Tantek Çelik talks about creating Internet Explorer 5 for Mac, doctype switching, a bit about semantic data formats, and much more.
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The Big Web Show features special guests and topics like web publishing, art direction, content strategy, typography, web technology, and more. It’s everything web that matters.
Currently web standards lead at Mozilla, Tantek is one of the founders of both the microformats.org open standards community and the Global Multimedia Protocols Group, and an invited expert to the World Wide Web Consortium (W3C) Cascading Style Sheets working group.
Tantek has played a key role in the development and popularization of practical social network portability technologies such as the hCard and XFN microformats. In 2003, Tantek collaborated with Eric Meyer and Matt Mullenweg in the invention of the XHTML Friends Network (XFN), which has since become the most popular decentralized social relationship format in the history of the Web. In 2004 Tantek proposed hCard for representing people and organizations, which has since similarly become the most popular user profile format on the web.
During his years as Technorati’s Chief Technologist, Tantek played an active role in refining and evangelizing hCard, bringing it from a wiki proposal to one that’s endorsed and supported by individuals, numerous small organizations, major companies ranging from AOL to Yahoo, and implemented for over a hundred million user identities and business listings on the web.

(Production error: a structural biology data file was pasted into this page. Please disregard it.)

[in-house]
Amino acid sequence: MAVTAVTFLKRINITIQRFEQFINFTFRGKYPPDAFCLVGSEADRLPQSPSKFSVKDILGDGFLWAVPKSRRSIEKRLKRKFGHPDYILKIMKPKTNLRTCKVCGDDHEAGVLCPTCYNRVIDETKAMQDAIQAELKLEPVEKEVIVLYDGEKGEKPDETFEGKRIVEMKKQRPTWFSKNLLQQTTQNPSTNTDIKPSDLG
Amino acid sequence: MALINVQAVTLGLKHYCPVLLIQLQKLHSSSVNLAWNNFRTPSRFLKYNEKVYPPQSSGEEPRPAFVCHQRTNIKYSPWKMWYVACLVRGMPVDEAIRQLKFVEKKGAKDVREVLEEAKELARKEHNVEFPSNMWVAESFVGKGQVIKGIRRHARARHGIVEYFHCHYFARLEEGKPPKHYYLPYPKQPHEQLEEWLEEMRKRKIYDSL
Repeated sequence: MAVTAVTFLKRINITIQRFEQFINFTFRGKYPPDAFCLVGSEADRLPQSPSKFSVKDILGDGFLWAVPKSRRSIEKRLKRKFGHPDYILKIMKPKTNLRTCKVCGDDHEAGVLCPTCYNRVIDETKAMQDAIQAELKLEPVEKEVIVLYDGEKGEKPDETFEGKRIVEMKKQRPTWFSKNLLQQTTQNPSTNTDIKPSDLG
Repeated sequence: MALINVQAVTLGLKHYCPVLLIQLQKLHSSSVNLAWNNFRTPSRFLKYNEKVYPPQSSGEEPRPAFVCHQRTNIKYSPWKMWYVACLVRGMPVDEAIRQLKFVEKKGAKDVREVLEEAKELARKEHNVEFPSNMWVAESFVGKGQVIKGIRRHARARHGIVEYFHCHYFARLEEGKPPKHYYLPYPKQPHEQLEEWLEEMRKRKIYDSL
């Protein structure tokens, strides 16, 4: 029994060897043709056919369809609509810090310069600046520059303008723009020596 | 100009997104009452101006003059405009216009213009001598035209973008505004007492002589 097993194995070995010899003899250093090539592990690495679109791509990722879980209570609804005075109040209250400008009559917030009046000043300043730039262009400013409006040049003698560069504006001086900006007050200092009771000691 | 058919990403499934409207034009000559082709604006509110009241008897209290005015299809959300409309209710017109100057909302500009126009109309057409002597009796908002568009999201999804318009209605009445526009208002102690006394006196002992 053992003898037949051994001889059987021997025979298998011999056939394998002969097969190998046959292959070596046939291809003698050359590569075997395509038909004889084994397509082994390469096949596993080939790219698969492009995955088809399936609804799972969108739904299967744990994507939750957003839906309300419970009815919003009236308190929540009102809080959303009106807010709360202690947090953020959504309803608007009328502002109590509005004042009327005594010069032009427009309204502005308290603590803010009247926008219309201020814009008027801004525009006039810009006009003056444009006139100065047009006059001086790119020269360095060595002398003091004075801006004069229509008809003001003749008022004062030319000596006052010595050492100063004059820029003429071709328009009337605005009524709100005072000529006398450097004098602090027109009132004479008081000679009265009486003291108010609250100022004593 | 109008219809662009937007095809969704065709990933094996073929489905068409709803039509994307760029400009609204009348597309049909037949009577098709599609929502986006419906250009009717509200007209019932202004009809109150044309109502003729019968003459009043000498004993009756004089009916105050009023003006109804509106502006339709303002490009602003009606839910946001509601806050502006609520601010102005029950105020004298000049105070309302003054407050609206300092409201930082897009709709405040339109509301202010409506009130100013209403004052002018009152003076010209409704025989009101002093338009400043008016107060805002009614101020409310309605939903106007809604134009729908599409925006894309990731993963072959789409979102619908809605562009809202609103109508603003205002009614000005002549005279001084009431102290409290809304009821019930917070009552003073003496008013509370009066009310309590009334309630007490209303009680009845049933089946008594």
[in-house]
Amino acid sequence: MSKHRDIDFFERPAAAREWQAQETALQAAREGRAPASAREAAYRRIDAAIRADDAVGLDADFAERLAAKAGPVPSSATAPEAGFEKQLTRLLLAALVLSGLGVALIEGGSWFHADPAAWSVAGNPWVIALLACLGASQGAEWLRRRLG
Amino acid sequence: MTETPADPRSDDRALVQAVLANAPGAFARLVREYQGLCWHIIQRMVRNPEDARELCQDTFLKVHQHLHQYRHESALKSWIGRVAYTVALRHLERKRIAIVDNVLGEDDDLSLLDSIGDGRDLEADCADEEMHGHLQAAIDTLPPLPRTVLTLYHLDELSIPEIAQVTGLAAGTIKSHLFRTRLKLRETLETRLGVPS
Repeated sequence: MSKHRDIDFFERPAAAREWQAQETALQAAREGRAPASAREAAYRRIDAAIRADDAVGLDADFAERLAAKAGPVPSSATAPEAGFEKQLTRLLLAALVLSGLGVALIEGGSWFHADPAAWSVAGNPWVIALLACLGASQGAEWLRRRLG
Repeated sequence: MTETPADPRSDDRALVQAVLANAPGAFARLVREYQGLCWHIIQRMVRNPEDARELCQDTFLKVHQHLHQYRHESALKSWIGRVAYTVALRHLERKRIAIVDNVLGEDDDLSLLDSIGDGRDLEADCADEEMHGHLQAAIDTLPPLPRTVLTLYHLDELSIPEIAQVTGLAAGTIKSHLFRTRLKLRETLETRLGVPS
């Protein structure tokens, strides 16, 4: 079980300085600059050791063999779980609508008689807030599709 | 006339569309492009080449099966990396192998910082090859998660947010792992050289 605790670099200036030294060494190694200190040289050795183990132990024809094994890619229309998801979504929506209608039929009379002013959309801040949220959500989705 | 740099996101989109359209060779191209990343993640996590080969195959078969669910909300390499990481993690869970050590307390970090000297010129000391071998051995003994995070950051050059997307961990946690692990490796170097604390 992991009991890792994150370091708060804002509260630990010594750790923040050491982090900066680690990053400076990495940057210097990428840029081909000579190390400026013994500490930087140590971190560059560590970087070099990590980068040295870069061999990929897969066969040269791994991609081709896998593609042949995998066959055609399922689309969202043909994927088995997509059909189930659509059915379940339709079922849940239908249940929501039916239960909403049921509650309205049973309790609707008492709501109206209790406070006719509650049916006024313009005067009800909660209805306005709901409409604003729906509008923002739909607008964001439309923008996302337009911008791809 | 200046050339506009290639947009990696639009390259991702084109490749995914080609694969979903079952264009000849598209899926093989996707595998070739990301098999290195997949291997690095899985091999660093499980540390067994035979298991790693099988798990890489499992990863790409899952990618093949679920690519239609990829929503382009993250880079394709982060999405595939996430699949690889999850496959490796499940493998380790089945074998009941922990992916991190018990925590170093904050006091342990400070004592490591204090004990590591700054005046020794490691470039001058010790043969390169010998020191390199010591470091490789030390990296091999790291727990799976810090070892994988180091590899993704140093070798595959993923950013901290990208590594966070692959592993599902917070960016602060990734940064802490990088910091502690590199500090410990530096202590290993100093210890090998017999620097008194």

At Microsoft, Tantek led the development of Internet Explorer 5 for Macintosh and its Tasman rendering engine, which was the most standards-compliant layout engine of its time. He was also an early member of The Web Standards Project, and is the creator of the Box Model Hack, the first IE hack that let developers work around the incorrect box model in old versions of Internet Explorer.
Why is it that every single social network community site makes you re-enter all your personal profile info (name, email, birthday, URL etc.) and re-add all your friends? With new social networks being launched nearly every week, the problem of social network fatigue has gone from being a geeky early adopter problem to being much more widespread.
This talk will discuss the problems and the goals of social network portability, as well as looking at the latest open data formats, techniques and recipes that sites are using to connect to the open social web.
From South by Southwest Interactive 2010:
From discovering galaxies to folding proteins: how to actively contribute to science. Science projects are harnessing open collaboration to further discovery and exploration. As a result, citizen science is witnessing a renaissance. The panel will discuss how you can get involved and challenges faced in making science open.
- Ariel Waldman, Spacehack.org
- Kirsten Sanford, This Week in Science
- Jessy Cowan-Sharp , NASA
- Natalie Villalobos, Google
- Tantek Çelik tantek.com
We are moving from a web of pages and sites to a rich and continuous stream of interactions. Historically, we often thought of the web using a metaphor of “real estate,” with accompanying lexicon of “sites” and “locations.” However, as the Network Age has evolved, we now are beginning to realize that the web has duality, and also has characteristics of a real-time flow as well. With Laura Fitton (@pistachio) and Tantek Çelik (@t).